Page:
If you can articulate a genuine purpose behind having a prom king and queen, what is the value in having a boy chosen as prom queen?
An openly gay teen was voted prom queen at Los Angeles' Fairfax High School in a campaign that began as a stunt but ended up spurring discussion on the campus about gender roles and teen popularity.
I admit, I liked this part of a pre-victory speech he gave:
"At one time, prom may have been a big popularity contest where the best-looking guy or girl were crowned king and queen. Things have changed and it's no longer just about who has the most friends or who wears the coolest clothes," Garcia told a gymnasium full of seniors. "I'm not your typical prom queen candidate. There's more to me than meets the eye."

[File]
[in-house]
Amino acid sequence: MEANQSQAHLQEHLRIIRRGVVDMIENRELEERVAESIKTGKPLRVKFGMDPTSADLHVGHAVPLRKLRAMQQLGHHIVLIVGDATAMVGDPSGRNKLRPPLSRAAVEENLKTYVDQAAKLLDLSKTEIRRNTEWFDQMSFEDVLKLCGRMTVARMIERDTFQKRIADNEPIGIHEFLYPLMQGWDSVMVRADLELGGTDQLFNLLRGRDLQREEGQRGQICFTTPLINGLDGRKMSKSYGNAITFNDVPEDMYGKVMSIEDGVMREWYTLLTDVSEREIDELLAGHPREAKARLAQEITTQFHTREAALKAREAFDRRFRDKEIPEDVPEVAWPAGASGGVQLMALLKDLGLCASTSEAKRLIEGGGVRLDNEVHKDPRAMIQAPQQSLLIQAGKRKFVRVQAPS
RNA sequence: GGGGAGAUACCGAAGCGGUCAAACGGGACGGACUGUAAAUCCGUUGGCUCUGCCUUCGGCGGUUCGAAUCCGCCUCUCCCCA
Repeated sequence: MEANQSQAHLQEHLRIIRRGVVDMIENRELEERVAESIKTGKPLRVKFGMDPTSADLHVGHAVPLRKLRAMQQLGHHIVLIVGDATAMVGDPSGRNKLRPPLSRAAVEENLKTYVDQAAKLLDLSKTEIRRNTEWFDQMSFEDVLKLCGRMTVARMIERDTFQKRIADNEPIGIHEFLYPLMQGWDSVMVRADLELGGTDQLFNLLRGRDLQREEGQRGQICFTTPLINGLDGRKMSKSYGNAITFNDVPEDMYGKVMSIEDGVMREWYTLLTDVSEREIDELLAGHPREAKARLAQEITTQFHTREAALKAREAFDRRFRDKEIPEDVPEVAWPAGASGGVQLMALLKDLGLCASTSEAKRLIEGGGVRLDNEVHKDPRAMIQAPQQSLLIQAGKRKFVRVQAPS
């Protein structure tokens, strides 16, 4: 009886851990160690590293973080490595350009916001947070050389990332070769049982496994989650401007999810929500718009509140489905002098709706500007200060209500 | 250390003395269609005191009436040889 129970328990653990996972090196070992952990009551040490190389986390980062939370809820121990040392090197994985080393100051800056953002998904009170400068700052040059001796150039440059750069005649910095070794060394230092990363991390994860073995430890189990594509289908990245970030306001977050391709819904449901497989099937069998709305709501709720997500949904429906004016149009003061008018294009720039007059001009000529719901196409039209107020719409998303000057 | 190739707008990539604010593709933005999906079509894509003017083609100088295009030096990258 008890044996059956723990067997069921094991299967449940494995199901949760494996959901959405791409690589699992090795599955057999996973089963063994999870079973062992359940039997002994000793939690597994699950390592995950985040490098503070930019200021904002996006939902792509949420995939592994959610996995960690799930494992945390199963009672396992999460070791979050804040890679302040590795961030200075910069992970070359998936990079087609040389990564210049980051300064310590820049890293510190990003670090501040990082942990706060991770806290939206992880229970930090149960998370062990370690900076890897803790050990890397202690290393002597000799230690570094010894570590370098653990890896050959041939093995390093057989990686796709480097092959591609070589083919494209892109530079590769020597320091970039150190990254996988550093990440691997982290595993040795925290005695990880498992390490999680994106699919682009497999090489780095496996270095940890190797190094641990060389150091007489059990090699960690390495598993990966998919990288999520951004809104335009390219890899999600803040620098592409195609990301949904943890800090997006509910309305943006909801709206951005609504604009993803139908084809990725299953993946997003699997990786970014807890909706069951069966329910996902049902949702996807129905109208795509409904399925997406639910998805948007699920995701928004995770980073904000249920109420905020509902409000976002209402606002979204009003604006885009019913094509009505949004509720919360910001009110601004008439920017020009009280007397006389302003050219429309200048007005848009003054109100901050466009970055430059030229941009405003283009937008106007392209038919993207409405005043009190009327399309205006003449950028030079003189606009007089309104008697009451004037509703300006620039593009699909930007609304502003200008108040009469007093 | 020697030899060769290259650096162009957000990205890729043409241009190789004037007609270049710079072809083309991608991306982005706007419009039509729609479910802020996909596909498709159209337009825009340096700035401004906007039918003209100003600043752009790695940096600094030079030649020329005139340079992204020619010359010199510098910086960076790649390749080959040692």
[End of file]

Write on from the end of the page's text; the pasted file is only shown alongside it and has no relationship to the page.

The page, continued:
While the sentiment is valuable, is this really an exercise in open-mindedness? Is it nothing more than showing the uselessness of having a prom king and queen in the first place? Is it a big joke, so maybe the students will create and witness discomfort when the king and queen are supposed to dance?
Whatever it is, it bears no resemblance to the reasoning behind choosing a king and queen back when that tradition was in its genesis.